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Author Topic: Peer-to-Peer Networking Checklist  (Read 77292 times)
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« on: July 29, 2001, 06:12:39 PM »

This is a general list of things to verify if experiencing Peer-to-Peer networking problems

  • All systems are part of the same workgroup

  • All systems have different computer names.

  • All systems are using the same protocol and preferably only one (e.g. TCP/IP).

  • If using TCP/IP, assign different IPs to all systems unless using DHCP.

  • If using Linksys Cable/DSL Router, see this link for support. This router uses DHCP.

  • Make sure "Print and File Sharing" is enabled. Be cautious of these settings if using a broadband connection (e.g. Cable modem, ADSL...). Read this article to secure your Lan.

  • You will need to share something (e.g. drive, folder, printer...).

  • Make sure your "Primary Network Logon" is set to use the "Client for Microsoft Networks" in the network properties.

  • If some systems are running Windows NT/2000/XP, make sure it has user accounts for the Win9x/ME systems.

  • Make sure you log in on bootup. Don't hit cancel, enter a username and leave password blank if you want. The next time you bootup, hit OK or ENTER (Win9x/ME). If using Windows XP for some or all systems, read this article about blank passwords.

  • If not using a hub, you can only connect two systems using twisted-pair cabling as long as it's a cross-over cable. Our Computer Ports / Connectors reference page explains how to tell what type of cable you have.

  • If using a firewall, make sure all systems on the network are on the trust list of your firewall software.

  • If your planning to share your cable or DSL internet connection (using ICS for example), make sure the host system has two NIC (network interface cards) if not using a router. Read this article that explains why.

  • Want to share your Cable/DSL connection? Read this article for details.

  • Using Windows XP? Need help with file sharing?
    Read this excellent article with step-by-step instructions on how to do this.


If you think I missed something please let me know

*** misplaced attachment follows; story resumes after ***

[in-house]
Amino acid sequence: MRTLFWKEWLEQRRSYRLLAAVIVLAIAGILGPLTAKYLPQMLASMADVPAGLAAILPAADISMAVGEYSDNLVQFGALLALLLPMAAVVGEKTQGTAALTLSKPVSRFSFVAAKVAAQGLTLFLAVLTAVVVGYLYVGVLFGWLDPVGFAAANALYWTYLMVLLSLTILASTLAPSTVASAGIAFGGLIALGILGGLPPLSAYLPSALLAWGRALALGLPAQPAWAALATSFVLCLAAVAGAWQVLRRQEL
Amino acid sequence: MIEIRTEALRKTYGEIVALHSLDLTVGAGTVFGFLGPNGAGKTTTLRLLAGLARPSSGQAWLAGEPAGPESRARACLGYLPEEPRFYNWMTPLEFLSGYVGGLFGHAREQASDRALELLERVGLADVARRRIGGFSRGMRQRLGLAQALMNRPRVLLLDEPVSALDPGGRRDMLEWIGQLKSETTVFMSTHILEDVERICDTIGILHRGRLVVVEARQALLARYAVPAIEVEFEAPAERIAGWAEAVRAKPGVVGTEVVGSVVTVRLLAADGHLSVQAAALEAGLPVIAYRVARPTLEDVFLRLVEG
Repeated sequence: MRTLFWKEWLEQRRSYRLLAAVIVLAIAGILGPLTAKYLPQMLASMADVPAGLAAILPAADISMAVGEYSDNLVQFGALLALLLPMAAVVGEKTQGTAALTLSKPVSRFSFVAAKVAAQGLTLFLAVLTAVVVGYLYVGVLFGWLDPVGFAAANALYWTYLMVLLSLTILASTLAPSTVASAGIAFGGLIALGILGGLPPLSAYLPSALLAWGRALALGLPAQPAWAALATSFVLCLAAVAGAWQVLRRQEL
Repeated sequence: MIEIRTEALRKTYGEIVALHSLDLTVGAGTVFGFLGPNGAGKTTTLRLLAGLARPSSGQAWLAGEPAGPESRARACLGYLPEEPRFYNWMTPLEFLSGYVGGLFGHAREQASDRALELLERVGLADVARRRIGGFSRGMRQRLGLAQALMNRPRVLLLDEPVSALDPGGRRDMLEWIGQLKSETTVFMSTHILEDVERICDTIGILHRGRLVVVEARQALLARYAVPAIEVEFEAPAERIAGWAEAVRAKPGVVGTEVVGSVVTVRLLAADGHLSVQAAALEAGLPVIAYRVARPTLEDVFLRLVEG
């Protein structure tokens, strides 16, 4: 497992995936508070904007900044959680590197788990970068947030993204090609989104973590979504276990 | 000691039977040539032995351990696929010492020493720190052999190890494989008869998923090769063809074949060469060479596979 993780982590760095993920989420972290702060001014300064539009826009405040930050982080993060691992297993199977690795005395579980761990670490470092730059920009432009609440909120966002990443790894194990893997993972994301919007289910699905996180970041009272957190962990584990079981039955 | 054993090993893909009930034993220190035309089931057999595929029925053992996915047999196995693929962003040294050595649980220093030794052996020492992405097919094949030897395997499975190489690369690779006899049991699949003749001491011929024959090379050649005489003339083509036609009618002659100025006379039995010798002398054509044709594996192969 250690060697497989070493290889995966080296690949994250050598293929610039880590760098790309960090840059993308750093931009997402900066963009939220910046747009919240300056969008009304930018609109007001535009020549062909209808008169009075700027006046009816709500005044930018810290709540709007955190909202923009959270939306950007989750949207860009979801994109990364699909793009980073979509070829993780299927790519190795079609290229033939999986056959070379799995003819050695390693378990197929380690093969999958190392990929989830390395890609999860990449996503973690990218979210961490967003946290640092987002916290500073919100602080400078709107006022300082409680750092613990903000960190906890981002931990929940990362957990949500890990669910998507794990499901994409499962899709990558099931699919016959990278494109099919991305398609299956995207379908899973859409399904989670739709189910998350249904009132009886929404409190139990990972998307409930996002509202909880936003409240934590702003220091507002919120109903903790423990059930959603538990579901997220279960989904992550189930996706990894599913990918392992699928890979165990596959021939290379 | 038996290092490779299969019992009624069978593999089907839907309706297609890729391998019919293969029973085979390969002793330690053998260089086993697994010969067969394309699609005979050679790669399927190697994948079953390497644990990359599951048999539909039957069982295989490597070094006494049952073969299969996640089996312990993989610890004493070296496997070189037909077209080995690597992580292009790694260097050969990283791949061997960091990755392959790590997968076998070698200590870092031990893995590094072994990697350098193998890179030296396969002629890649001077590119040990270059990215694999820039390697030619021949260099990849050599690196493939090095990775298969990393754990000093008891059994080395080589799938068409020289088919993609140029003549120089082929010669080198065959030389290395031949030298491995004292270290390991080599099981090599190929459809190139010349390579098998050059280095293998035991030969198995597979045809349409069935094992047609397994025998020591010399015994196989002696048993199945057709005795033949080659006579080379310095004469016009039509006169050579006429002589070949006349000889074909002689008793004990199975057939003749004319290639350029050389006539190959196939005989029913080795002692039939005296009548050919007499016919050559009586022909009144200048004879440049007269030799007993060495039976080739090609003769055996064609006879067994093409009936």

Thank you in advance,

Sylvain Amyot
forum@mytechsupport.ca
« Last Edit: September 18, 2006, 04:19:39 PM by Admin » Logged

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« Reply #1 on: December 19, 2001, 09:06:05 PM »

Some Rules for Adding Windows XP to an Existing Network

 
  • Even if it tells you to do it, don't run Windows XP's Network Setup Wizard on the other networked computers. You want to make the Windows XP computer conform to the existing network. The Wizard wants to make the rest of the network conform to XP.

  • You must disable Windows XP's Internet Connection Firewall (ICF) on a local area network connection to other computers. If it's enabled on a LAN, ICF will block file and printer sharing. This is probably the most common problem in Windows XP networking.

  • To make most network settings, you must be logged on as a user that is a member of the Administrators group.

  • Use the same protocol for File and Printer Sharing on all computers.

  • Remove all network protocols that aren't required for a specific purpose.

  • If you have multiple protocols, un-bind File and Printer Sharing from all but one.

  • TCP/IP, by itself, works for all Windows networking functions. NetBEUI isn't necessary.

  • If you assign IP addresses manually, use the same IP subnet on all computers.

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« Reply #2 on: December 19, 2001, 09:26:08 PM »

Some useful links from Microsoft

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« Reply #3 on: December 28, 2001, 12:55:05 AM »

Other excellent resources on XP networking and ICS

Instead of re-writting what has already been done, I am providing links to documents that I find could be of good use. These documents are provided by Practically Networked according to their linking permissions.
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« Reply #4 on: March 12, 2003, 05:50:07 PM »

Other very useful links on setting up a home network

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